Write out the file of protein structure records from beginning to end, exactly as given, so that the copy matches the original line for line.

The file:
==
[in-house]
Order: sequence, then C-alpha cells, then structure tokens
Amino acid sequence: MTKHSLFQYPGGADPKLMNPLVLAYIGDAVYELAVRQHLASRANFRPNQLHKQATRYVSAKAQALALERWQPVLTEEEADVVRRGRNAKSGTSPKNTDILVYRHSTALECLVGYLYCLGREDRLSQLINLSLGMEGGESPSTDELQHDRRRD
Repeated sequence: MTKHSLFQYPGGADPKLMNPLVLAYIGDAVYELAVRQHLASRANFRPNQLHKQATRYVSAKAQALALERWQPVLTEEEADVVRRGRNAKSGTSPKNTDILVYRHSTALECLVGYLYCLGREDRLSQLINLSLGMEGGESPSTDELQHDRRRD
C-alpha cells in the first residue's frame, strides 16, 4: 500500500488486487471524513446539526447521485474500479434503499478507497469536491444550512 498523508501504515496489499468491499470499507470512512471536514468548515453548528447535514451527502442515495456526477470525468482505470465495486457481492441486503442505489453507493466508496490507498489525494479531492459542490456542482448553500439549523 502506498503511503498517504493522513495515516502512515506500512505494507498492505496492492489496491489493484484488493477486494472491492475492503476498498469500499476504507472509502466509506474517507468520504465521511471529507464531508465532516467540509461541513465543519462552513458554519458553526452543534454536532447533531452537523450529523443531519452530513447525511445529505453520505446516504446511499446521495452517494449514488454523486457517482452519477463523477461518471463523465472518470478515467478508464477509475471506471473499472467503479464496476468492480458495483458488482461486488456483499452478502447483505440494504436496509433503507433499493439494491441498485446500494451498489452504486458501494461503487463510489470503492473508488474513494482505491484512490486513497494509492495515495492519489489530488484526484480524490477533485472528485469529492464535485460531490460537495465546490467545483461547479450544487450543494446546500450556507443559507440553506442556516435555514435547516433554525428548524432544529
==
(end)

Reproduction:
[in-house]
Order: sequence, then C-alpha cells, then structure tokens
Amino acid sequence: MTKHSLFQYPGGADPKLMNPLVLAYIGDAVYELAVRQHLASRANFRPNQLHKQATRYVSAKAQALALERWQPVLTEEEADVVRRGRNAKSGTSPKNTDILVYRHSTALECLVGYLYCLGREDRLSQLINLSLGMEGGESPSTDELQHDRRRD
Repeated sequence: MTKHSLFQYPGGADPKLMNPLVLAYIGDAVYELAVRQHLASRANFRPNQLHKQATRYVSAKAQALALERWQPVLTEEEADVVRRGRNAKSGTSPKNTDILVYRHSTALECLVGYLYCLGREDRLSQLINLSLGMEGGESPSTDELQHDRRRD
C-alpha cells in the first residue's frame, strides 16, 4: 500500500488486487471524513446539526447521485474500479434503499478507497469536491444550512 498523508501504515496489499468491499470499507470512512471536514468548515453548528447535514451527502442515495456526477470525468482505470465495486457481492441486503442505489453507493466508496490507498489525494479531492459542490456542482448553500439549523 502506498503511503498517504493522513495515516502512515506500512505494507498492505496492492489496491489493484484488493477486494472491492475492503476498498469500499476504507472509502466509506474517507468520504465521511471529507464531508465532516467540509461541513465543519462552513458554519458553526452543534454536532447533531452537523450529523443531519452530513447525511445529505453520505446516504446511499446521495452517494449514488454523486457517482452519477463523477461518471463523465472518470478515467478508464477509475471506471473499472467503479464496476468492480458495483458488482461486488456483499452478502447483505440494504436496509433503507433499493439494491441498485446500494451498489452504486458501494461503487463510489470503492473508488474513494482505491484512490486513497494509492495515495492519489489530488484526484480524490477533485472528485469529492464535485460531490460537495465546490467545483461547479450544487450543494446546500450556507443559507440553506442556516435555514435547516433554525428548524432544529